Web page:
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The Power of Partnership

Power of Partnership

James Joyce called it an epiphany, that moment, known to all of us, when life or some form of intuition seems to spark a new idea or creative endeavor.

Mine began as a spark and consumed me for the better part of last year– just when I was ready to take a sabbatical from writing.

“Let’s take a year off and concentrate on growing Visionary Women nonprofit,” I told myself.  I certainly have spent a good deal of time with my fellow co-founders in creating a dynamic women’s leadership platform in Los Angeles, and I am happy to announce that the hard work has paid off.

But just a few months into my sabbatical, I jumped right in and started reading the biographies of important change makers.  And then, out of nowhere, it struck me!  So many of the women I have written about have had fathers or men as their mentors, allies, and partners.

Sandra Day O’Connor, Shirin Neshat, Malala Yousafzai, Marina Abramovic, Amelia Earhart, Miuccia Prada, and Marie Curie are but a few women in my previous book, Visionary Women, who had a male figure or partner steadfastly supporting their work and advocacy.

And this flash of an idea was the catalyst for my year-long research and exploration on the dynamics of male-female partnerships.

It is uncanny, how this topic has captured our attention in the past few months. Men and women in every part of the world are struggling to come to terms with the global epidemic of sexual violence and the opportunities and challenges of gender dynamics.

The current state of affairs only creates a much-needed sense of urgency to discuss the ways in which men can become (and many are indeed) our potential allies and supporters in women’s growth.

Considering this momentum, I find it most interesting to step back and take a closer look at the dynamics of some of the world’s most important male-female partnerships.

How have partnerships changed through time? What are the varying dynamics of some of the world’s most important partnerships? What happens when the female partner has been the focus of attention or vice versa? And, most importantly what makes for a gratifying and productive partnership? Some of my case studies will be husband and wife teams, while others will be partners in work only.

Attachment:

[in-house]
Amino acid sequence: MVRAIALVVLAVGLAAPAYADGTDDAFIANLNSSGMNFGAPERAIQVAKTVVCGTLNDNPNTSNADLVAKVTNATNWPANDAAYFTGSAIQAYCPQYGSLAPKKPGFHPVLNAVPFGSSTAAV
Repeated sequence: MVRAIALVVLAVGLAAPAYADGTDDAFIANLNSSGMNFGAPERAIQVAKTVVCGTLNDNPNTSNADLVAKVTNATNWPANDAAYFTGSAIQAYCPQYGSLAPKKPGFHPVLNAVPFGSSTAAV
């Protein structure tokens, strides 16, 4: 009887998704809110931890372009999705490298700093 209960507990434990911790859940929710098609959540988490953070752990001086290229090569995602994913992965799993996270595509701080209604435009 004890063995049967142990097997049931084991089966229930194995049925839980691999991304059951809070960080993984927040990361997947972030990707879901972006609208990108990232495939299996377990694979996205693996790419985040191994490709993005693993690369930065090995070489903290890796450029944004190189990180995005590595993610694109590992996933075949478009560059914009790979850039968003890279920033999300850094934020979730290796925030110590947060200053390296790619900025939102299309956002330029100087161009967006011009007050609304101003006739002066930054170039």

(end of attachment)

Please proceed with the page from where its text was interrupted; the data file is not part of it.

Above all, one quality seems to stand out more than any other—partnerships are energized by a shared purpose and a desire for collective success. And when partners bring out the best qualities in the other and complement each other’s strengths, the output and creativity is exponential.

As Rei Kawakubo, the revolutionary founder of Commes de Garcon, once said in a Wall Street Journal interview, ”Collaborations have no meaning if 1 + 1 does not equal much more than 2.”

Just recently, while I was going through the vast TED TALKS library, I came across a fabulous duo— Conservationists and National Geographic Explorers in Residence, Beverly and Dereck Joubert. You will find their collaboration to be simply exhilarating and inspiring!

[To view this TED TALK, click here.]

For nearly three decades, the pair has celebrated nature and wildlife in documentaries, books, scientific journals, photographs and magazine articles. The couple’s arresting visual work has earned them five Emmys

Their life’s work validates the famous saying: “If you want to go fast, work alone. But if you want to go far, work with others.”

So, here I go! I will start the new year with writing my new book on partnerships!

The Creative Process

The Creative Process - Angela NazarianCharles Bukowski, who is one of my favorite poets, was adamant that the writing should burst out without coercion or commercial ambition.

His advise to writers was simply: “Don’t Try”He went on to say, “That’s very important: not to try, either for Cadillacs, creation or immortality. You wait, and if nothing happens, you wait some more.”

Well, I have taken his advice to heart. When I finished my book tour in mid May, I personally gave myself a self-imposed sabbatical for a few months. This decision was primarily because I wanted to give myself the space to be creative without the added pressure of being productive. How many times have we all felt so guilty of spending time on a hobby or doing what we love because we feel that we need to be “working” on a project somehow?  I am certainly guilty of that!

In many ways, the past few months have been a real gift as I have the luxury of reading so many books, going to galleries and talks,  and letting my natural curiosity lead me in creative process.

Although I have had no specific agenda in my readings, I seem to keep reading biographies.  This is not done out of habit for my work, but because I am endlessly fascinated by people’s lives.  Interestingly enough, I am piecing together interesting overlaps and coincidences in the lives of the people I am reading about….  Yes, yes, I think to myself that these discoveries will somehow percolate into a definitive book of some sort, but for now, I am letting the creative process take its course.

Indeed, if there is one thing I have learned about myself during this time is that the real joy in my work lies in the process of discovery itself. The rest is the by-product!

Happy Summer to everyone!

Cherish Life and Live in the Moment